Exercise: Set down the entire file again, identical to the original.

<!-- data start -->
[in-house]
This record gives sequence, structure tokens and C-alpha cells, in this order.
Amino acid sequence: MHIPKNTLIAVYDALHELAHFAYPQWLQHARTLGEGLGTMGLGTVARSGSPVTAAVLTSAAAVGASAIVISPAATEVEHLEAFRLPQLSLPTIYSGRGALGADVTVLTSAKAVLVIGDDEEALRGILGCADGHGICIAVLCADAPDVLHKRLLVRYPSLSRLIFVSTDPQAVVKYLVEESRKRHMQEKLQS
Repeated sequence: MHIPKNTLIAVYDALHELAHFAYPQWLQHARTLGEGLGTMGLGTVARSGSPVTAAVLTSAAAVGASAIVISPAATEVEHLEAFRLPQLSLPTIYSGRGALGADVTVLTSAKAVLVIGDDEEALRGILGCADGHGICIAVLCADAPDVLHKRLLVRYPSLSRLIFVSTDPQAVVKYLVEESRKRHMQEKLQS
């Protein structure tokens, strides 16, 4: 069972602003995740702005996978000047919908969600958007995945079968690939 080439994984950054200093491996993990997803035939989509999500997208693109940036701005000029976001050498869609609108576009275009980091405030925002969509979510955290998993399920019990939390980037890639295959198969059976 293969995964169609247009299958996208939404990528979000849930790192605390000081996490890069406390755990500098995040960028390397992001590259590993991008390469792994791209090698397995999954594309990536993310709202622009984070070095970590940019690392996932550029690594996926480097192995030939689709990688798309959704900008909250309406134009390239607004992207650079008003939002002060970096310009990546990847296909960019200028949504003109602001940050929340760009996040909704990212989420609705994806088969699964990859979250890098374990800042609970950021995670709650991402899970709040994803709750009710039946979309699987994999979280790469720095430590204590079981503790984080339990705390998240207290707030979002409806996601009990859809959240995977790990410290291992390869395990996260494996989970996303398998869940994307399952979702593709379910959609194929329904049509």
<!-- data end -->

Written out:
[in-house]
This record gives sequence, structure tokens and C-alpha cells, in this order.
Amino acid sequence: MHIPKNTLIAVYDALHELAHFAYPQWLQHARTLGEGLGTMGLGTVARSGSPVTAAVLTSAAAVGASAIVISPAATEVEHLEAFRLPQLSLPTIYSGRGALGADVTVLTSAKAVLVIGDDEEALRGILGCADGHGICIAVLCADAPDVLHKRLLVRYPSLSRLIFVSTDPQAVVKYLVEESRKRHMQEKLQS
Repeated sequence: MHIPKNTLIAVYDALHELAHFAYPQWLQHARTLGEGLGTMGLGTVARSGSPVTAAVLTSAAAVGASAIVISPAATEVEHLEAFRLPQLSLPTIYSGRGALGADVTVLTSAKAVLVIGDDEEALRGILGCADGHGICIAVLCADAPDVLHKRLLVRYPSLSRLIFVSTDPQAVVKYLVEESRKRHMQEKLQS
């Protein structure tokens, strides 16, 4: 069972602003995740702005996978000047919908969600958007995945079968690939 080439994984950054200093491996993990997803035939989509999500997208693109940036701005000029976001050498869609609108576009275009980091405030925002969509979510955290998993399920019990939390980037890639295959198969059976 293969995964169609247009299958996208939404990528979000849930790192605390000081996490890069406390755990500098995040960028390397992001590259590993991008390469792994791209090698397995999954594309990536993310709202622009984070070095970590940019690392996932550029690594996926480097192995030939689709990688798309959704900008909250309406134009390239607004992207650079008003939002002060970096310009990546990847296909960019200028949504003109602001940050929340760009996040909704990212989420609705994806088969699964990859979250890098374990800042609970950021995670709650991402899970709040994803709750009710039946979309699987994999979280790469720095430590204590079981503790984080339990705390998240207290707030979002409806996601009990859809959240995977790990410290291992390869395990996260494996989970996303398998869940994307399952979702593709379910959609194929329904049509």